“Peering Beneath a Source of El Capitan’s Deadly Rockfalls”
by Katherine Kornei
The New York Times, May 20, 2019
[Kornei notes: I attended a European Geosciences Union meeting in April 2019 and found this story by sitting in on a talk I hadn’t planned to attend. I pitched this story to two other outlets who ended up saying no, and I hadn’t worked with this editor before.
There was a hitch during my reporting: the researchers had a manuscript about these results in review for publication. They were hesitant to share their manuscript with me, and my editor and I went back and forth a lot about what to do. We decided that I’d write the story based on what had been presented at the conference, which had no embargo.]
I’m a freelance science journalist who regularly writes for Science, Scientific American, and Eos. [Redacted] gave me your contact information.
I’m pitching a story for Trilobites. These results were presented last week at the General Assembly of the European Geosciences Union, which I attended in Vienna, Austria.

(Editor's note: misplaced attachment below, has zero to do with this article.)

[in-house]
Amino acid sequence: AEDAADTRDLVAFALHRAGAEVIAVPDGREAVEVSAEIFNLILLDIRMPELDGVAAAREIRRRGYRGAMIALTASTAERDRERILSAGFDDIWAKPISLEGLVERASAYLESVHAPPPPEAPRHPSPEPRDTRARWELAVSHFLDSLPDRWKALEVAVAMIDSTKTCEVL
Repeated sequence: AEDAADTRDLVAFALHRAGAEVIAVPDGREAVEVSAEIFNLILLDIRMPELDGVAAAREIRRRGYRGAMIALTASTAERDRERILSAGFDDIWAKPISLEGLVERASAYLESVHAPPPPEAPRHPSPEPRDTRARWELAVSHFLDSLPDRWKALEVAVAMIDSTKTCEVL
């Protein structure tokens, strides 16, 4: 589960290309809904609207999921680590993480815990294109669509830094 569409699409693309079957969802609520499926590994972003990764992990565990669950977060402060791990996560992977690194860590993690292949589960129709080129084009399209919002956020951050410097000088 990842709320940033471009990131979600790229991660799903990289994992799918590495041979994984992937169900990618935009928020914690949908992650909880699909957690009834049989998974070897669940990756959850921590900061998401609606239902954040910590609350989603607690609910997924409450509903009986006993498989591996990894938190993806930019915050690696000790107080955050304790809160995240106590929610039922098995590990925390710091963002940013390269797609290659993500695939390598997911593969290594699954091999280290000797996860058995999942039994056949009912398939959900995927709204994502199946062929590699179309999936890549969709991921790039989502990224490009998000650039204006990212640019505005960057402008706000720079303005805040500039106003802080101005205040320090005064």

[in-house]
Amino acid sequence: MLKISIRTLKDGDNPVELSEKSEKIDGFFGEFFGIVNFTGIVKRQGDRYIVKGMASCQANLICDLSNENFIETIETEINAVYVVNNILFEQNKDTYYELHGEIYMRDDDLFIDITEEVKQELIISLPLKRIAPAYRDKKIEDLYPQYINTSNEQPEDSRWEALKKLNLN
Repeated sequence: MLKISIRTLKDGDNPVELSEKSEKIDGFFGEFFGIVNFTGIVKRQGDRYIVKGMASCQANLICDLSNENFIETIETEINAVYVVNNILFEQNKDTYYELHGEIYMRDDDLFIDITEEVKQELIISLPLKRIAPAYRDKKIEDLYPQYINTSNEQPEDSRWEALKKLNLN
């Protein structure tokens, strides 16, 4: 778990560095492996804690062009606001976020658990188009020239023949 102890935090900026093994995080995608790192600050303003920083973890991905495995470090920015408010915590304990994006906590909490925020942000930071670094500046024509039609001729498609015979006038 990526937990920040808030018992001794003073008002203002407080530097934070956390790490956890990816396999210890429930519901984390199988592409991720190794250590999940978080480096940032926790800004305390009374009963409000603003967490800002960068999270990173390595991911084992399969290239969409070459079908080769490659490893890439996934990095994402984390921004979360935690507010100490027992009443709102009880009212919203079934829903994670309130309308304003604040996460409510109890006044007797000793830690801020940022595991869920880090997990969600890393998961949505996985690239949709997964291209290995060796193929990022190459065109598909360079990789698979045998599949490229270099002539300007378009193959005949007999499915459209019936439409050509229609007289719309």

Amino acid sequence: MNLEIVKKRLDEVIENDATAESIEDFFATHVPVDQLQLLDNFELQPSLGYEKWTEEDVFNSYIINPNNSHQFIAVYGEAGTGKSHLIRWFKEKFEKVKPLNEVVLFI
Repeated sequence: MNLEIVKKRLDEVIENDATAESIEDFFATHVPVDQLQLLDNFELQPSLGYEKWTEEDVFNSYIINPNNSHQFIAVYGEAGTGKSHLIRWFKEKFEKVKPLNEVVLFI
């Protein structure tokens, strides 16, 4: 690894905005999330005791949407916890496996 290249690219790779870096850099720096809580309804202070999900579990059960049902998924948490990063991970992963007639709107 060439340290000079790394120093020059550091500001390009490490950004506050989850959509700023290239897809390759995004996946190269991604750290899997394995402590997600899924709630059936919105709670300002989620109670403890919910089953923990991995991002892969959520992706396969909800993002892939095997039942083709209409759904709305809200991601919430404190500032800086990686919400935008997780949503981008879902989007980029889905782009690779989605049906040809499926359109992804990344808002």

The sheer granite face of Yosemite’s El Capitan rises over 1000 meters above the valley floor, a playground for the world’s best climbers. But rockfalls, like the one in September 2017 that killed one person and injured another, are common, particularly near large sheets of rock known as “flakes.” Now, Swiss and American researchers have imaged El Capitan in infrared light and shown that hidden “rock bridges” determine the stability of its flakes.
The scientists found that two features called Boot Flake and Texas Flake were always colder than their surroundings, consistent with air circulating around the sheets’ backsides, the researchers reasoned. The flakes’ thermal signatures also revealed where they were connected to the face of El Capitan. Based on the thermal data, the researchers calculated the sizes of these unseen “rock bridges.” Boot Flake’s rock bridge makes up about 6.8% of the sheet’s surface area, the scientists showed, and this feature is likely stable. But Texas Flake’s rock bridge is proportionally much smaller: only about 0.8% of the sheet’s surface area, which makes it unstable, the researchers concluded. This technique can be used to identify rock features on El Capitan and elsewhere that are particularly at risk of producing rockfalls, the scientists suggest.
Conference abstract: https://meetingorganizer.copernicus.org/EGU2019/EGU2019-14179.pdf